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Great Expectations: An Interview with Helen McCrory – August 25, 2006

Drama Queen

by Lydia Slater | Evening Standard Magazine | August 25, 2006

Perched on a velvet sofa in the elegant sitting room of the Cheyne Walk Brasserie, Helen McCrory strokes her Stella McCartney-clad stomach and smiles under heavy eyelids, rather like the cat who’s got the cream. As well she might. Life has never seemed to be particularly tough for McCrory, 37, who has been winning plaudits for her acting ever since she took her first role in the National Theatre’s production of Trelawney of the Wells, and who is constantly tipped as the next Judi Dench.

But even by her own high standards, the future is looking pretty rosy. She is eight months pregnant with her first child, and has an unnervingly perfect celebrity bump – no fat ankles or swollen face, just a watermelon at the waistline and a correspondingly magnificent bronzed cleavage. “I’ve never worn so many low-cut dresses in my life. If I could just wear spangles, I would. I feel so amazingly attractive,” she gurgles throatily, with total justice if our young waiter’s saucer eyes are anything to go by.

McCrory doesn’t appear to notice him but then if you’re engaged to Damian Lewis, star of The Forsyte Saga and Band of Brothers (and arguably the sexiest redhead on the planet), waiters probably come rather low in the pecking order. “I’ve never been broody before, but when I met Damian I became very different about relationships,” she says.

Continue reading Great Expectations: An Interview with Helen McCrory – August 25, 2006

Categories Media Personal and Family Life Print Media

Damian Lewis: My London – Oct 28, 2005

From Brolly to Woolly

Staff | Evening Standard Magazine | October 28, 2005

Where do you live and why?

Camden. I’ve always liked this part of London. I remember, when I was younger, I used to make it along to the Electric Ballroom in Camden High Street on a Friday night and jump up and down to the rock music.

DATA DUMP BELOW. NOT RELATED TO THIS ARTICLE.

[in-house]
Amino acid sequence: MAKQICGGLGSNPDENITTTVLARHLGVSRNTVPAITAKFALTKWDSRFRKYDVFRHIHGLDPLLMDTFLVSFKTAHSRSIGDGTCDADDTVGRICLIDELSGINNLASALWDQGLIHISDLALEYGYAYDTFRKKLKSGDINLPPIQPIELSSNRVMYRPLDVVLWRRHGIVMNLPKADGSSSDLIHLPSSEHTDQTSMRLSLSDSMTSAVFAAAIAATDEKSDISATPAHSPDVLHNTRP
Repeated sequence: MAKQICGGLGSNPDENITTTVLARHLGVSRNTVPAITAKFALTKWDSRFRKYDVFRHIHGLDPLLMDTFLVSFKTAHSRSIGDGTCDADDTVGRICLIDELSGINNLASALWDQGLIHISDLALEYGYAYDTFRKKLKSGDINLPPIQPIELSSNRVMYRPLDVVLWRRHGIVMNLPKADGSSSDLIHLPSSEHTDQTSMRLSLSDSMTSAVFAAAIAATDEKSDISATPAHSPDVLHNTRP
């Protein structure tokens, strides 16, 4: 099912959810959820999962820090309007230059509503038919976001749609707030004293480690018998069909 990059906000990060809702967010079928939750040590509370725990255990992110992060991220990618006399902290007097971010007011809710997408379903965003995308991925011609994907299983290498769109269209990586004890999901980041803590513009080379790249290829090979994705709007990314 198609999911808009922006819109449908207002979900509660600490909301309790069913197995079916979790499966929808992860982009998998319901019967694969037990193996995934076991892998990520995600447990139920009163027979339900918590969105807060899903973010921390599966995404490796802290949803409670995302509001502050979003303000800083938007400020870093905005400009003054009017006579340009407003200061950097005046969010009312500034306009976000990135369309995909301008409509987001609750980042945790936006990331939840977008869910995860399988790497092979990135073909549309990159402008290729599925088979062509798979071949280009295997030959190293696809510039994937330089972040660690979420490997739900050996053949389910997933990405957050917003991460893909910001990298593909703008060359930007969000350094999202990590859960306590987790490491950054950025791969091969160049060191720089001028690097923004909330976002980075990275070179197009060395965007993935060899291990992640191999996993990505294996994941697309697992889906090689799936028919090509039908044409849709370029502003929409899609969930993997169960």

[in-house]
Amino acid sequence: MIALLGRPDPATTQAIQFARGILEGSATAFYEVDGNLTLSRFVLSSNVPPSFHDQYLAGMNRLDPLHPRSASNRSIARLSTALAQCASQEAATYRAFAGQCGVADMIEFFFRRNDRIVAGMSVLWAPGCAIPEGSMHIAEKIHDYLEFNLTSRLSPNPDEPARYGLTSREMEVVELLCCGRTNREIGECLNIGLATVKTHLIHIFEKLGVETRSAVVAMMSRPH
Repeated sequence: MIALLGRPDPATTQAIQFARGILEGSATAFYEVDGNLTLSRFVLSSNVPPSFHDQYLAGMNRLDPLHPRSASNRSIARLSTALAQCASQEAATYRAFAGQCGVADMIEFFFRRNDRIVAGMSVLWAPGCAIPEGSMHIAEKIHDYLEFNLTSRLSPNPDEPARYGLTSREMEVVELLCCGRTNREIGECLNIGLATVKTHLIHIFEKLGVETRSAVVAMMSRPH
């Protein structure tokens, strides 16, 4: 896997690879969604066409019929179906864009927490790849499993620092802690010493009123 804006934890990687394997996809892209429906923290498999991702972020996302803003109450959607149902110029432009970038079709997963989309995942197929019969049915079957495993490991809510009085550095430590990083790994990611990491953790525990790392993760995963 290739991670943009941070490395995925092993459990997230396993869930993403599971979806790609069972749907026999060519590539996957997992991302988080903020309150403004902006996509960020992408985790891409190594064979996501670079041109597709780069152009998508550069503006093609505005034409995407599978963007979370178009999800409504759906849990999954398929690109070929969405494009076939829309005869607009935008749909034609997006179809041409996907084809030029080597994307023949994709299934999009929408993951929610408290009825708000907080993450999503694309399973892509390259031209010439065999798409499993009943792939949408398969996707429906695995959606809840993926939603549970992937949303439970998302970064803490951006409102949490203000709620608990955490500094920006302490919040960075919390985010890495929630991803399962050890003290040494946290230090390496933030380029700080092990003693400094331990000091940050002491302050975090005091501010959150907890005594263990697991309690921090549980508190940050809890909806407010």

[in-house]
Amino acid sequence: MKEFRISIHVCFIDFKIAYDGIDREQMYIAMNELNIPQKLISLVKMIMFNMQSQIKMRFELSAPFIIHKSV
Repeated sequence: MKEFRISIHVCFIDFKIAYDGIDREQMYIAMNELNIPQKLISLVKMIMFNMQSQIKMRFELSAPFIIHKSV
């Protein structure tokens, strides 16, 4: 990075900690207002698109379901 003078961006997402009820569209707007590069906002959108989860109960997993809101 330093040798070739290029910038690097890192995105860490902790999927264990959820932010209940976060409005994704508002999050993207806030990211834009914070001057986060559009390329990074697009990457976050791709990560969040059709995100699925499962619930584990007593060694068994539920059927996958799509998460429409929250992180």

How long have you lived there?

I’ve lived in North London all my life. I grew up in St. John’s Wood, although I was at boarding school a lot of the time. Afterwards, I returned to London to study at the Guildhall School of Music and Drama. I was at Guildhall at the same time as Joseph Fiennes, Ewan McGregor and Jude Law.

What was the last play you saw in London and did you enjoy it?

As You Like It at Wyndhams Theatre with my girlfriend Helen McCrory and Sienna Miller. Helen’s performance as Rosalind was quite stunning — I loved it.

What have been your most memorable London meals?

Long Sunday lunches in great pubs with good wine and good friends. I also like eating at The Wolseley on Piccadilly. I can’t really tell if I’m in a Viennese brasserie or a car showroom — but it’s very grand.

What do you miss most when you’re out of London?

The magnificent views of the city when you’re standing on the top of Primrose Hill or from Waterloo Bridge — they’re breathtaking.

What is your life philosophy?

Be brave. Regret nothing.

What items are in your winter wardrobe?

Long johns and woolly socks — especially if it’s going to get as cold as everyone is predicting this winter.

Which aftershave do you wear?

Acqua di Gio by Giorgio Armani or something by Christian Dior.

What are your current projects?

I’m currently rehearsing for a Henrik Ibsen play at the National Theatre called Pillars Of The Community, which opens on 1 November. Then I’ve got Much Ado About Nothing, which is on BBC One, also on 1 November. And there’s my film Keane which is being screened at the London Film Festival. I play a man struggling to come to terms with the disappearance of his six-year-old daughter.

Continue reading Damian Lewis: My London – Oct 28, 2005